Reading Portfolios - Prior to Fall 2011

Procedures for Submitting your Reading/Language Arts Portfolio Prior to Fall 2011

Note: The Foundational Knowledge, Instructional Strategies and Curriculum Materials, and Creating a Literate Environment sections of your portfolio must be completed and accepted before you can be admitted into a field placement or ED 693/695.

Also, your essay should demonstrate that you are an informed practitioner, that you have a thorough understanding of the theory and research in literacy. That means you need to support the statements you make using the literature in the field of literacy and citing those references. You should include a reference list at the end of your essay.

How should I prepare my portfolio?

Your portfolio should be kept in a 3-ring binder. Each section of the portfolio should be clearly labeled. You will be expected to organize each section into appropriate subsections. Be sure to include the following:

  • A recent transcript
  • Your name
  • Your student number
  • Your address
  • Your email address
  • Your telephone number
  • The endorsement you are seeking: Reading Teacher or Reading Specialist
  • The key assignments from the courses listed below
  • A reflective essay for each section of the portfolio (be sure to include citations and a reference list)

We need to have this information so that portfolios can be reviewed in a timely manner and be returned to you promptly. By the end of your program, you should have an excellent resource that can help inform you as a reading professional!

When and Where Do I Turn In My Portfolio?

Candidates should submit each section of the reading portfolio to their faculty advisor for review by the Reading/Language Arts faculty upon completion of all of the courses in that section of the portfolio. The dates for submission are February 15 and October 15. Previously completed sections of the portfolio should be included, cumulatively, in the binder that is submitted.

  • Foundational Knowledge needs to be turned in after completing EDR 621, and either EDR 622 or EDR 623.
  • Instructional Strategies and Curriculum Materials needs to be turned in (with Section A) after completing EDR 622 and/or EDR 623; EDR 624 or EDR 625; and EDR 631
  • Creating a Literate Environment needs to be turned in (with Sections A and B) after completing EDR 623 or EDR 627, and EDR 628. This is also the point in time when you complete your application for EDR 626 if you are pursuing a reading endorsement.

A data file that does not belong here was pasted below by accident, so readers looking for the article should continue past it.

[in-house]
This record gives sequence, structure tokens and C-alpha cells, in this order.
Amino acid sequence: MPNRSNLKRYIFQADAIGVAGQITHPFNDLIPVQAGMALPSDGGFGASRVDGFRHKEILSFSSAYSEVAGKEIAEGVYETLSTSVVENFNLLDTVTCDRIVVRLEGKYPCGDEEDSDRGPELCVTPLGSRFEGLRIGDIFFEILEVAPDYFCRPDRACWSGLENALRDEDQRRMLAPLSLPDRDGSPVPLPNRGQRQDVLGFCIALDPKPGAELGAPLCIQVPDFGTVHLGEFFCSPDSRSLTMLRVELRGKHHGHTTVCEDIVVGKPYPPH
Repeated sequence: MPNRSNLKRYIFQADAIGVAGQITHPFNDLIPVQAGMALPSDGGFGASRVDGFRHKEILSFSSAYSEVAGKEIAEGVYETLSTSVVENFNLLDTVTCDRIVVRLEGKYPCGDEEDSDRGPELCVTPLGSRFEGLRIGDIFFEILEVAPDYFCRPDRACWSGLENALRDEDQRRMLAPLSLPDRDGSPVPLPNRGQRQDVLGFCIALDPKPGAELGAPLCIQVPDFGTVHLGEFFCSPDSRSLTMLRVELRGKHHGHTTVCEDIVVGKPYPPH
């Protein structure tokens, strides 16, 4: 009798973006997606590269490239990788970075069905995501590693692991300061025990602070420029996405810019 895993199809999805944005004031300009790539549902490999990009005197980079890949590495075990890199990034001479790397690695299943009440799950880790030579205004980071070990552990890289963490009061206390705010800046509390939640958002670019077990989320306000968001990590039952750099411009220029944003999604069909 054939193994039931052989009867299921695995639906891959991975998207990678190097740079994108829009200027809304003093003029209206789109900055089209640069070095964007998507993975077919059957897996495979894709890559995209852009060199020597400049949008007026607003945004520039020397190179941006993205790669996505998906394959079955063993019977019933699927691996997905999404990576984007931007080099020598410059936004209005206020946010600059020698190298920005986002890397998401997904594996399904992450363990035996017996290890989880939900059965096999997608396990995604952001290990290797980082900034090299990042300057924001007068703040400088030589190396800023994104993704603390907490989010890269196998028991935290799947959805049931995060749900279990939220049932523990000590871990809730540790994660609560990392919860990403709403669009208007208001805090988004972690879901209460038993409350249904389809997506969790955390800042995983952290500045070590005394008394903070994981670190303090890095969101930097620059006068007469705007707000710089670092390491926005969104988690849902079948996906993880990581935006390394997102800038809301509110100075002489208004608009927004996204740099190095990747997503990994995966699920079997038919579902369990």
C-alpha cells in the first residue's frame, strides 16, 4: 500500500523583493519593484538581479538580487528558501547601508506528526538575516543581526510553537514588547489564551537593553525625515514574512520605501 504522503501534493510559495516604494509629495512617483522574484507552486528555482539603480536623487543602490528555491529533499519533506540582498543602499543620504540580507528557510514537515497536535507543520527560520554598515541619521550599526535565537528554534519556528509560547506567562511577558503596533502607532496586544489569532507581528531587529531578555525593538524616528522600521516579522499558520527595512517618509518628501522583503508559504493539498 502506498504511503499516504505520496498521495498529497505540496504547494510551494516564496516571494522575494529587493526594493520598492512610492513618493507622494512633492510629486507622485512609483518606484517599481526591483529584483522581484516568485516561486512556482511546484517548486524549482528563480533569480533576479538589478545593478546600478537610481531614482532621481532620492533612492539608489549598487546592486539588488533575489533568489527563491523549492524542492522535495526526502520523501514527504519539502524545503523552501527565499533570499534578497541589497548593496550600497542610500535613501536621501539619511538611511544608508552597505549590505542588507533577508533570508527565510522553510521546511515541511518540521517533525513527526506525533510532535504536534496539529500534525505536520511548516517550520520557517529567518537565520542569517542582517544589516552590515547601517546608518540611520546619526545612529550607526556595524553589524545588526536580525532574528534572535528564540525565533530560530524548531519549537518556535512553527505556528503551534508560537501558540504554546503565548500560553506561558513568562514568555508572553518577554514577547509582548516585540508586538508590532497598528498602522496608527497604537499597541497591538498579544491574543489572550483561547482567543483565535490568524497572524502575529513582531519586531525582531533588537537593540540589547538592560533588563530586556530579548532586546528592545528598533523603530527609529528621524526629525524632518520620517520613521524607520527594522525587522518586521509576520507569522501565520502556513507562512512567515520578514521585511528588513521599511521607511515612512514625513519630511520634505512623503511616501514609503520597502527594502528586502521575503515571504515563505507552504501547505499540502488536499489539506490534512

What if I have questions?

Please talk to your academic advisor. Your advisors name is written on the bottom of your planned program. Call 616-331-6650 to set up a face-to-face or telephone appointment. If you do not have an advisor, call the above number and ask to speak with a reading/language arts advisor. An advisor will be assigned to you.
How will my portfolio be reviewed?

The following distinctions will be used to review the various aspects of the M.Ed. Reading/Language Arts Portfolio Sections. The terms Distinguished, Proficient, and Progressing have been carefully defined so that they can be used to holistically evaluate the extent to which you have addressed each standard. Program faculty will conduct the review. You, the student, are the candidate.

Distinguished: The candidate demonstrates extensive detailed knowledge, understanding, skill, and dispositions of the standard in a way that is thorough, detailed, and contains a theoretical framework. The work is accurate (analysis, interpretation, and use of information), and is presented in a professional manner (organized, succinct, uses appropriate visuals and formatting). The documentation directly addresses the standard, and shows clear evidence that the candidate easily and fluidly understands, implements and evaluates his/her work using the standard. The document is free of grammatical errors.

Proficient: The candidate demonstrates solid knowledge, understanding, skills, and dispositions of the standard in a way that is detailed, contains a theoretical framework. The work is accurate (analysis, interpretation, and use of information), and is presented in a professional manner (organized, succinct, uses appropriate visuals and formatting). The documentation addresses the standard and shows evidence that the candidate understands implements and evaluates her/his work using the standard. The document is free of grammatical errors.